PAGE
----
Senior montage

ReAnne Utemark

I never thought I would be writing my farewell editorial, which is completely illogical because one’s tenure as editor in chief can only last so long. I am sure that most of the seniors are going through a retrospective phase as graduation looms. I just get 500 words to wax poetic in the newspaper. One of the perks of the job, I think.

That said, as you are reading this on Monday, I will have been the chief editor for close to 60 issues of the Washburn Review, and I have been on the editorial board for close to 90. I am proud of the work we did, and I am honored to have served on staff with many wonderful, hard working students who honestly care about student media and the future of journalism. To all of those who worked with me on student publications: thanks, I learned more from you than I ever thought possible. I hope you have enjoyed this time as much as I have. We have won national awards and, this year, became one of the best newspapers in Kansas – officially!

I would not have had such great success without the support system of wonderful professors who genuinely care about students. One of the things I love about Washburn is the professors who care about students and education. I took a class with a business professor during my freshman year. To this day, he recognizes me and says hello. That has so greatly impacted me because it reinforces to me that students don’t get lost in the crowd at Washburn. They are provided with the tools and opportunities to excel. On the flip side, the students who don’t appreciate these opportunities and waste them piss me off. Your time at a university is some of the most important time you will ever have. Jump in, engage and soak up every minute.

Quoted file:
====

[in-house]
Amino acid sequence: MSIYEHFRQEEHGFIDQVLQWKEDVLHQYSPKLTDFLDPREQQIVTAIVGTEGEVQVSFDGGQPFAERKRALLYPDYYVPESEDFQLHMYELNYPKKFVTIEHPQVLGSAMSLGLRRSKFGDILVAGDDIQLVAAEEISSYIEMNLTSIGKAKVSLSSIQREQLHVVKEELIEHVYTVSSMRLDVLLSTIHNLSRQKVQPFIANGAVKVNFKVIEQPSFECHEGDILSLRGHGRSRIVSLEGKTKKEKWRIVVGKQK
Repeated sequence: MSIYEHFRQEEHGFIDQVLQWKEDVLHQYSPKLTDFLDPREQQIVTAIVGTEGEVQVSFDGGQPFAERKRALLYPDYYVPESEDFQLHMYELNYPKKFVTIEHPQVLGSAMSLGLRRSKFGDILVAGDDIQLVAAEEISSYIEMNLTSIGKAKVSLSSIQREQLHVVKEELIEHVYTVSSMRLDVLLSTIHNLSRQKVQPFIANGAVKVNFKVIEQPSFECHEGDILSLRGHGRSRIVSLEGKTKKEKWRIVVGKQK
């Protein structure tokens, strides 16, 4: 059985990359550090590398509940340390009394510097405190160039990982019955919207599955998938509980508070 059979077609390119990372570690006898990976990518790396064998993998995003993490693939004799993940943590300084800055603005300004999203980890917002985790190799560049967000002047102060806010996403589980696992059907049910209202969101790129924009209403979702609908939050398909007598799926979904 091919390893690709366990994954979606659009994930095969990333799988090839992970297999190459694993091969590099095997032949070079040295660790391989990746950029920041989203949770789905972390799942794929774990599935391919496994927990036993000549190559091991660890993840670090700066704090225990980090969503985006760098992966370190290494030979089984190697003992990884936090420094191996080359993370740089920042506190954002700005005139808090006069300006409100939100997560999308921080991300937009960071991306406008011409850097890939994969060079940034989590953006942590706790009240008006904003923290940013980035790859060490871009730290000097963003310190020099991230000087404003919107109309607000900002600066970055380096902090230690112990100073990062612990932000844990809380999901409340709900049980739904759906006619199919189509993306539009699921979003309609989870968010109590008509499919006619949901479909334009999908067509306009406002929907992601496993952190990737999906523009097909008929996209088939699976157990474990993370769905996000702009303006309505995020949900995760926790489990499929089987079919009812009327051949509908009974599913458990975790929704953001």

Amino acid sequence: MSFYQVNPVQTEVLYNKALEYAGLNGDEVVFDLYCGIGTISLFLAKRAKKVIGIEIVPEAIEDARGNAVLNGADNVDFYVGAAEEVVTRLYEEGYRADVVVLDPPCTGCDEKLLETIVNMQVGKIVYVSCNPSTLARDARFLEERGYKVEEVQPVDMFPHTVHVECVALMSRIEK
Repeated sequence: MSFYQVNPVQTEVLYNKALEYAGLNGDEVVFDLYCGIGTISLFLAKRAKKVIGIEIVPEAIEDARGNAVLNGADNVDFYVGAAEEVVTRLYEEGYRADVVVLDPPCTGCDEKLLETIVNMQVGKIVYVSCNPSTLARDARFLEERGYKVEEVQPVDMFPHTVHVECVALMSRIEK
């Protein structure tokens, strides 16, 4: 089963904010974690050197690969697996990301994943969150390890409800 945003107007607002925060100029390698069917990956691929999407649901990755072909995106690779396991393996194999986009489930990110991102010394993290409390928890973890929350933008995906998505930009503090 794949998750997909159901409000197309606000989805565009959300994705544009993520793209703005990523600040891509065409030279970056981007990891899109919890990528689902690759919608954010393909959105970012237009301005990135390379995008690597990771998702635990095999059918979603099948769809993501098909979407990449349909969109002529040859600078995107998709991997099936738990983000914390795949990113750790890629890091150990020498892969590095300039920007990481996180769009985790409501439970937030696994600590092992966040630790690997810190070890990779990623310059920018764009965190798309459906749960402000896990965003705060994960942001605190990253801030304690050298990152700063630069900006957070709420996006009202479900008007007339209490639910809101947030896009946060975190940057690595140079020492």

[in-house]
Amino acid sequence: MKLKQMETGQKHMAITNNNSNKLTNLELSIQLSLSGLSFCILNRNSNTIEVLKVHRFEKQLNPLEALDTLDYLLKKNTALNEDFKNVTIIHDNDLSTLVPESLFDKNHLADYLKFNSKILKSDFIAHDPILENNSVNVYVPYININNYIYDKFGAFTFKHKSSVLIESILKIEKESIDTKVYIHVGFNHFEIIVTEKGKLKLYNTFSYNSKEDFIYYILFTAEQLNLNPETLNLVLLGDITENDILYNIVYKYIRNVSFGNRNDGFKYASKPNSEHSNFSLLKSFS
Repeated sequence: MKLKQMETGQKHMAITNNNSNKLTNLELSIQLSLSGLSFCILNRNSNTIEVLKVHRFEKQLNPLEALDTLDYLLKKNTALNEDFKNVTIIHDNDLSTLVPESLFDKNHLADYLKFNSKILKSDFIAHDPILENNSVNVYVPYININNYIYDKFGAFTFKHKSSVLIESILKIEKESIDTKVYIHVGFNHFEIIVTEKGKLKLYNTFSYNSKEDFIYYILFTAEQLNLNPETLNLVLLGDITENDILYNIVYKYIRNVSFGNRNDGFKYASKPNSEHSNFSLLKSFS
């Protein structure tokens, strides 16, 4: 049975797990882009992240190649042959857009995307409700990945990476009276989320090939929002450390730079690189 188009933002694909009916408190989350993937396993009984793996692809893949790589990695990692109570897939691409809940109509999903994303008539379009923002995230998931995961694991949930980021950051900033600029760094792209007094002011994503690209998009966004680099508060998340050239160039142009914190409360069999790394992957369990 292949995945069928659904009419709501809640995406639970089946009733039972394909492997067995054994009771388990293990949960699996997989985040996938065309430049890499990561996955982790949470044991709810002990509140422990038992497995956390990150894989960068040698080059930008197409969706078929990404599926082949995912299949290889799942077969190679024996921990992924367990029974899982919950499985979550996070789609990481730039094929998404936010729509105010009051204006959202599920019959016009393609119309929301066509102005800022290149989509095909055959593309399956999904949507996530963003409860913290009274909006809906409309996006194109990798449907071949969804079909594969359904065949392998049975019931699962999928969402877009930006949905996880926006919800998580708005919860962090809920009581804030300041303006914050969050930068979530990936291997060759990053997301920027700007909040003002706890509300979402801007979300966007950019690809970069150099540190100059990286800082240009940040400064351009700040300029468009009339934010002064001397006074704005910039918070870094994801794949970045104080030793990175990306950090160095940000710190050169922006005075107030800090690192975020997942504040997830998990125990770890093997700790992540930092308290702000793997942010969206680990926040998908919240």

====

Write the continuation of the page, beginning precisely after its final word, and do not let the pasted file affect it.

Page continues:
I cherish my Washburn experience. I have traveled the world, learned valuable skills, met lifelong friends and the man I want to spend the rest of my life with. Those experiences are available for those who take them.

I hope my university does not screw this up. Washburn University is great – don’t be afraid of saying that. We are not a community college branch of KU and we are not second best to K-State. I know that times are tough and might get tougher. As a 22-year-old kid, I know little about budgets and university administration. Sure, everyone is tired of talking about it, but if we stop talking about it, we are just going to stagnate. What I do know, however, is that I want this university to maintain its momentum. I want students to stop being so apathetic and I want university officials who actually care about students and academics – the two things that a university is actually about. It’s not about making money, contrary to popular belief. The business model may have worked for AIG and Chrysler…oh. Wait…nevermind.

As some parting wisdom:

Everyone should take at least a couple of history classes. There is no substitute for understanding history. It is through history that you understand the present and the future. Also, it will just make you the smartest person in the room.

To the members of history department, who were always ready with support and a swift kick in the shorts when I needed it: thank you. I learned so much from all of you.

To Josh, Eric, Nicole and the rest of the upcoming staff: you will do great things. Don’t get bogged down, and don’t do something because “that’s how we’ve always done it.”

To Andrew R., Travis, Chris, Shalyn, Andrew D. and the rest of my fellow outgoing seniors from history and student publications: good luck, I feel so lucky to have known you and worked with you. You are all so extraordinarily talented and I look forward to hearing about what you accomplish.

To the greater Washburn community: thank you for my Washburn experience.